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U.S. Indie Film Discussed Abroad; Day 6 From the 48th Karlovy Vary Int. Film Festival

Along with the post-screening Q&A’s and “Carte Blanche” series, Borderline Films’ Josh Mond, Antonio Campos and Sean Durkin (with often collaborator Brady Corbet pitching in) kept on giving, with the fest holding what they call a KVIFF Talks session with the foursome. In the festival video below you can get a timeline for how they got together before they started the creative process, and how they went about producing films such as Afterschool and Martha Marcy May Marlene, and fielded some Q’s from the public.

Though the Karlovy Vary program is indeed filled with a plethora of Sundance, Tribeca and Cannes preemed items, much of my focus was on the Berlin film festival titles (as it’s not part of my film fest flight plan). Before even considering the Golden Bear winner (also showing), the biggie title was Wong Kar Wai’s The Grandmaster. While somewhat thin on fully exploring the legend of the Ip Man, I couldn’t help but marvel at the film’s technical prowess – it not only made me forget about the muddled My Blueberry Nights. Curiously, this is one of the rare occasions where I’m crossing my fingers for a sequel (featuring Bruce Lee) and I wish this despite how long it took for 2046 to materialize.

Having received it’s premiere debut at Tribeca, miraculously less than a year after the natural disaster, among the microscopic indie titles to watch out for in the upcoming year is Sam Fleischner’s Stand Clear of the Closing Doors. A portrait about autism, about a family in crisis and about society’s ineptitude or our inability to look over one’s shoulder, beyond the guerrilla style shooting, and what could be described as a happy accident (Hurricane Sandy occurred during production) that actually helps in describing the disheveled misfortune/journey of our autistic teen protagonist, this drama works on so many levels. It serves as a fine sample on how to grab some unfathomable story from the headlines, and detail a backstory where there isn’t one. Although, I felt the human needle in a haystack journey was weakened every time we’d go back to the mother’s crisis and domestic situation, those break away moments served the much needed purpose of not putting the viewer in a depressive state – this is far from a feel good tale even though there is a compassionate approach from the get-go. The final two shots of the film are golden. In the post-screening Q&A, Fleischner discussed his casting and working process, hurricane Sandy, shooting in New York City’s subway.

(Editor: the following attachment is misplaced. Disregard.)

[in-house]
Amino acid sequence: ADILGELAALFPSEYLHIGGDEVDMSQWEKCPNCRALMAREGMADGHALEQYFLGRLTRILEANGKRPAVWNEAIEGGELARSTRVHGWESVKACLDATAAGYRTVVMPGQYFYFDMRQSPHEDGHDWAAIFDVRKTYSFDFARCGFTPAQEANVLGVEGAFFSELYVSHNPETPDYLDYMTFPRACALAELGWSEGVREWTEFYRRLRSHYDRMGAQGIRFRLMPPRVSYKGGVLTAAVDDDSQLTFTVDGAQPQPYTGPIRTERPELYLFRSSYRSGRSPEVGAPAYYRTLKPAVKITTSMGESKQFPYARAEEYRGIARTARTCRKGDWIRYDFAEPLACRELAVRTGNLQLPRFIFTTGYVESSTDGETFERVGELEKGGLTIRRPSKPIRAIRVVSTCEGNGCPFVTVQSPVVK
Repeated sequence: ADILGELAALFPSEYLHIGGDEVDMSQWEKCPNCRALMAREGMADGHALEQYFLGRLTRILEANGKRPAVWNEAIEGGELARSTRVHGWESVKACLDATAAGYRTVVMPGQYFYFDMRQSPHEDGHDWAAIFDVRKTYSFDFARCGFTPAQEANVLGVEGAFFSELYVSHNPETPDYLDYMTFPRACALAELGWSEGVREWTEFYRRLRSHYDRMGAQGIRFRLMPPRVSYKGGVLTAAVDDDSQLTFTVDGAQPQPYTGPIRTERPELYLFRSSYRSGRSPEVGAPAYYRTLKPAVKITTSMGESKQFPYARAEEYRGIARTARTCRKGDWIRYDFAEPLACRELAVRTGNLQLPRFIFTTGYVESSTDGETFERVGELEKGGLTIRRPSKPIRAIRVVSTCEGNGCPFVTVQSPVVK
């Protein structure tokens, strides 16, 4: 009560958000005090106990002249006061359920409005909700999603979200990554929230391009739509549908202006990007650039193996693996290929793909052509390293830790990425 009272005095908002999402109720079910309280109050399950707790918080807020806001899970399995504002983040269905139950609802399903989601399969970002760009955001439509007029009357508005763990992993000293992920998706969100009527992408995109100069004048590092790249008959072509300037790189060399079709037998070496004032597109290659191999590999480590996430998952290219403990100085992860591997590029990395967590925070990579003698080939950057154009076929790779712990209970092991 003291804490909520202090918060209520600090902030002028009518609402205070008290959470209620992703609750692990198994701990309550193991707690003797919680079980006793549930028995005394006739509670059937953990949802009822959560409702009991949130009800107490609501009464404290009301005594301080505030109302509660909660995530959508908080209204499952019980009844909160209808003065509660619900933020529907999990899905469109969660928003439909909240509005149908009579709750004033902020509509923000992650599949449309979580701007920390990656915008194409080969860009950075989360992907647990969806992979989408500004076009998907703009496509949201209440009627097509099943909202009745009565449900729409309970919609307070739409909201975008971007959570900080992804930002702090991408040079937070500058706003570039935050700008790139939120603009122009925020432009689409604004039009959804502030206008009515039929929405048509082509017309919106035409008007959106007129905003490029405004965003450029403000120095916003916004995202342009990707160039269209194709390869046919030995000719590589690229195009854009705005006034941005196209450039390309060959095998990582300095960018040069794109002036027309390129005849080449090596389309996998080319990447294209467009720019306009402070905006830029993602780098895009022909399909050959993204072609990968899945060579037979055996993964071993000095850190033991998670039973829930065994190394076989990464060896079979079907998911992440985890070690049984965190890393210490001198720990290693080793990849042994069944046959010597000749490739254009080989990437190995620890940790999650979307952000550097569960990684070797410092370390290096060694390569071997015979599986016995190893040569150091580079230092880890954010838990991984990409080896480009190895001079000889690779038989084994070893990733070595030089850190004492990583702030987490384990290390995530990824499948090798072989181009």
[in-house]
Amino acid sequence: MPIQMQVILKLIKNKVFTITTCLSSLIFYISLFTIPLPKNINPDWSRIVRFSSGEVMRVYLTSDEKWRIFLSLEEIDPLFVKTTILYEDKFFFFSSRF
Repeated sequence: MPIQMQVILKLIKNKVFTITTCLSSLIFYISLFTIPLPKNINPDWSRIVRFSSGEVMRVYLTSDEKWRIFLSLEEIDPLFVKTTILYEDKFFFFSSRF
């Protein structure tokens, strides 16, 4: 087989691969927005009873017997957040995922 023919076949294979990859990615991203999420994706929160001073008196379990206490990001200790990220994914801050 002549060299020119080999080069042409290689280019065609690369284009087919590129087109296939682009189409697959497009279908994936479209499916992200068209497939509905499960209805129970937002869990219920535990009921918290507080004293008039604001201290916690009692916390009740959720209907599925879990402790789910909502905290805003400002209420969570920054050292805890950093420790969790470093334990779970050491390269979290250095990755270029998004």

Eric Lavallée is the founder, CEO, editor-in-chief, film journalist, and critic at, established in 2000. A regular at Sundance, Cannes, and Venice, Eric holds a BFA in film studies from the Mel Hoppenheim School of Cinema. In 2013, he served on the narrative competition jury at the SXSW Film Festival. He was an associate producer on Mark Jackson’s "This Teacher" (2018 LA Film Festival, 2018 BFI London). In 2022, he was a New Flesh Juror for Best First Feature at the Fantasia International Film Festival. Current top films for 2023 include The Zone of Interest (Glazer), Inside the Yellow Cocoon Shell (Pham Thien An), Totem (Lila Avilés), La Chimera (Alice Rohrwacher), All Dirt Roads Taste of Salt (Raven Jackson).

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